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Moral Distress Part 1

Activity Details
  • Credit Amounts:
    • CME: 0.75
    • Other: 0.75
  • Cost: Free
  • Release: Sep 20, 2023
  • Expires: Sep 19, 2026
  • Estimated Time to Complete:
    45 Minutes
  • Average User Rating:
    (4 Ratings)


Maria C.  Clay Maria C. Clay, PhD
Chair and Professor, Bioethics and Interdisciplinary Studies
Brody School of Medicine
Adjunct Professor, Public Health
Director, Clinical Skills Assessment and Education
College of Education
East Carolina University
Greenville, North Carolina

Annette G.  Greer Annette G. Greer, PhD, MSN, RN
Associate Professor, Bioethics and Interdisciplinary Studies
East Carolina University School of Medicine
Greenville, North Carolina

M Sara Rosenthal M Sara Rosenthal, PhD, HEC-C
Professor and Founding Director, Program for Bioethics, Internal Medicine, Pediatrics and Behavioral Science
University of Kentucky College of Medicine
Chair, UK HealthCare Ethics Committee
Lexington, Kentucky

Needs Statement

Moral Distress is an "occupational hazard" for healthcare providers. It describes a situation in which the healthcare provider knows what the ethical/moral course of action is, but is constrained from acting on it. There may be legal, institutional, or social constraints, including patient/surrogate decisions. Moral distress is an integrity-compromising situation, and if unresolved, leads to moral residue, which can cause healthcare providers to have both physical and emotional symptoms. It is a leading cause of retention problems and workplace bullying in certain healthcare professions. This novel educational module and site  will review the definitions, causes, and consequences of moral distress, as well as offer some solutions.

Proper definitions of moral distress can improve inter-professional discussions about this phenomenon. Learn "what is moral distress", who is affected, and common situations that create it.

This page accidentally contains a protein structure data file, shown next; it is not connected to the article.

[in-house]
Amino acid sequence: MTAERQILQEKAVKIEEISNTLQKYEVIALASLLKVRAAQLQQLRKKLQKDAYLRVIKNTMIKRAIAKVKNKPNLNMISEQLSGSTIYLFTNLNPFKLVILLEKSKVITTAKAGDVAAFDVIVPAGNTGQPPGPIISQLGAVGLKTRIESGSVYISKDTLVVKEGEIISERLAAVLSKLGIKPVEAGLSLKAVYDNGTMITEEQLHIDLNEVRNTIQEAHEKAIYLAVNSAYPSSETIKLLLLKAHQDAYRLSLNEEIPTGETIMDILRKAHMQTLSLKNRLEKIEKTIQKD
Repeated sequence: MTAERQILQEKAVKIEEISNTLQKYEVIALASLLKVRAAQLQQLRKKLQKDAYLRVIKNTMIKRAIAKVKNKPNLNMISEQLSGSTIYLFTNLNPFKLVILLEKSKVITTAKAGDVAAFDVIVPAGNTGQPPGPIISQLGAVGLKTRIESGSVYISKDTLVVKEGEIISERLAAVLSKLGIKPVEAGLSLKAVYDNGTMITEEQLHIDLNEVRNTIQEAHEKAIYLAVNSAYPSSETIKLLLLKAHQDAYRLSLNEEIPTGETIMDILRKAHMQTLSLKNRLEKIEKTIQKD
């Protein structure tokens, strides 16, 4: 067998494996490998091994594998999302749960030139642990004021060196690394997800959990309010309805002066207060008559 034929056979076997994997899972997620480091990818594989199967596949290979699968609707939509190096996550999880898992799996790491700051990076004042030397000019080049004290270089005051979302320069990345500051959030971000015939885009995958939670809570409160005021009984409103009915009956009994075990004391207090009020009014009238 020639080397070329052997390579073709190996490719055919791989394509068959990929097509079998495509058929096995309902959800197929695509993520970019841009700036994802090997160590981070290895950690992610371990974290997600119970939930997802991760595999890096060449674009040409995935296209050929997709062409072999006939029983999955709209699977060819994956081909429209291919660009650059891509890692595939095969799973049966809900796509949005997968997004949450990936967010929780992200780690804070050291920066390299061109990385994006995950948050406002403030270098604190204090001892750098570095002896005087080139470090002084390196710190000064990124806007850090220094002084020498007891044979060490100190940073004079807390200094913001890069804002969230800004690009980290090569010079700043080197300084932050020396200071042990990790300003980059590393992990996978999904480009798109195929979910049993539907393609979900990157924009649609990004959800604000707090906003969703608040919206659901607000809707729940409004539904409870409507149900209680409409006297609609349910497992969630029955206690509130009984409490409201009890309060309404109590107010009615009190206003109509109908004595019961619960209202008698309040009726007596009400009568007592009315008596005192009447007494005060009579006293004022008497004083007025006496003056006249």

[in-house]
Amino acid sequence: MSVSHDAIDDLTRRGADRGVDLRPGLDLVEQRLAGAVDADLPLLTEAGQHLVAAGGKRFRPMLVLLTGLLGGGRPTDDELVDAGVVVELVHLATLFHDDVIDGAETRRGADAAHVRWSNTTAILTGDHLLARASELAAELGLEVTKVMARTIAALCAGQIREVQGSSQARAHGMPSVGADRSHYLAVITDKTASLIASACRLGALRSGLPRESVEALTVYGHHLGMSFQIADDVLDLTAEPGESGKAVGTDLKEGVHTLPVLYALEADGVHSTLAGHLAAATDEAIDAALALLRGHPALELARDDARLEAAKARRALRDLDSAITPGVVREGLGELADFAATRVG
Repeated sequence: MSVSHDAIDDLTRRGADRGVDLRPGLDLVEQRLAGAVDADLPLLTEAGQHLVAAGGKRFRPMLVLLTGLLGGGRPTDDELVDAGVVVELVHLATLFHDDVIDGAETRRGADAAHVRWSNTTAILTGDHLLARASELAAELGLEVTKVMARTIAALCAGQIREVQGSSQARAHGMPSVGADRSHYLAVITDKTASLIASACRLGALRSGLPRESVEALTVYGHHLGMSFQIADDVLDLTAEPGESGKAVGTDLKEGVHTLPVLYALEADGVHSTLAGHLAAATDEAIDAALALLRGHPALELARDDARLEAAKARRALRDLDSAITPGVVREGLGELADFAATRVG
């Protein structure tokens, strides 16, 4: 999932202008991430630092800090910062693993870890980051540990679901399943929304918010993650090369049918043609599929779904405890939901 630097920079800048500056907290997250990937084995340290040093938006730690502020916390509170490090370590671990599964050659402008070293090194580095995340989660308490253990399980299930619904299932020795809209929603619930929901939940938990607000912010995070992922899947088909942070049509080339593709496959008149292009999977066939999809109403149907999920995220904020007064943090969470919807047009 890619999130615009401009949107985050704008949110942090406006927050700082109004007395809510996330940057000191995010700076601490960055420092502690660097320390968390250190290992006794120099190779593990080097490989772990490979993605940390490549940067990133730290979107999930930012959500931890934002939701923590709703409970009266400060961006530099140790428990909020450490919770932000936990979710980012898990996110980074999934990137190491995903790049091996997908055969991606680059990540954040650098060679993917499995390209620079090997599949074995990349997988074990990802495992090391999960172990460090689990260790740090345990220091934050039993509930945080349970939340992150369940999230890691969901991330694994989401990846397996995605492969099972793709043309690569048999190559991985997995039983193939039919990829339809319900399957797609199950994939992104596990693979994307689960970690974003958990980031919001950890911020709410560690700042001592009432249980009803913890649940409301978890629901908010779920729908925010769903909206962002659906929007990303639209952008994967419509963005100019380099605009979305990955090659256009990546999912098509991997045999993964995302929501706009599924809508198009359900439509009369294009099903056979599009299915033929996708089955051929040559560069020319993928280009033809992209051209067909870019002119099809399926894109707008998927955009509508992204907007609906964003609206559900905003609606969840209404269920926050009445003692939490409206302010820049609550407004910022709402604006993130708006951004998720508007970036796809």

This activity has the same content as MORAL DISTRESS PART 1 which expired on June 30, 2017, and June 11, 2023. If you participated and claimed credit for these sessions, you should not claim credit for this module. 

Target Audience

Physicians, Physician Assistants, Nurses, Nurse Practitioners, and Social Workers


Upon completion of this educational activity, the participant will be able to:

1. Define moral distress and moral residue;
2. Recognize moral distress and moral residue;
3. Identify warning signs of moral distress;
4. Practice preventative ethics to reduce or avoid moral distress.


In support of improving patient care, this activity has been planned and implemented by UK HealthCare CECentral and East Carolina University. University of Kentucky HealthCare CECentral is jointly accredited by the Accreditation Council for Continuing Medical Education (ACCME), the Accreditation Council for Pharmacy Education (ACPE), and the American Nurses Credentialing Center (ANCC), to provide continuing education for the healthcare team.

This enduring material is designated for a maximum of 0.75 AMA PRA Category 1 Credit(s)™. Physicians should claim only credit commensurate with the extent of their participation in the activity.

IPE Competencies

  • Values/Ethics for Interprofessional Practice

UK Healthcare CECentral certifies this activity for 0.75 hours of participation.

Faculty Disclosure

All planners, faculty, and others in control of educational content are required to disclose all their financial relationships with ineligible companies within the prior 24 months.  An ineligible company is defined as one whose primary business is producing, marketing, selling, re-selling, or distributing healthcare products used by or on patients. Financial relationships are relevant if the educational content an individual can control is related to the business lines or products of the ineligible company.

None of the planners, faculty, and others in control of educational content for this educational activity have a relevant financial relationship(s) to disclose with ineligible companies.

The material presented in this course represents information obtained from the scientific literature as well as the clinical experiences of the speakers. In some cases, the presentations might include a discussion of investigational agents and/or off-label indications for various agents used in clinical practice. Speakers will inform the audience when they are discussing investigational and/or off-label uses.

Content review confirmed that the content was developed in a fair, balanced manner free from commercial bias. Disclosure of a relationship is not intended to suggest or condone commercial bias in any presentation, but it is made to provide participants with information that might be of potential importance to their evaluation of a presentation


This activity is jointly provided by the University of Kentucky and East Carolina University.

In collaboration with UK Program for Bioethics.

Activity Faculty

Sara Rosenthal, Project Leader
Maria Clay, Associate Project Faculty
Annette Greer, Nursing Faculty

Review Date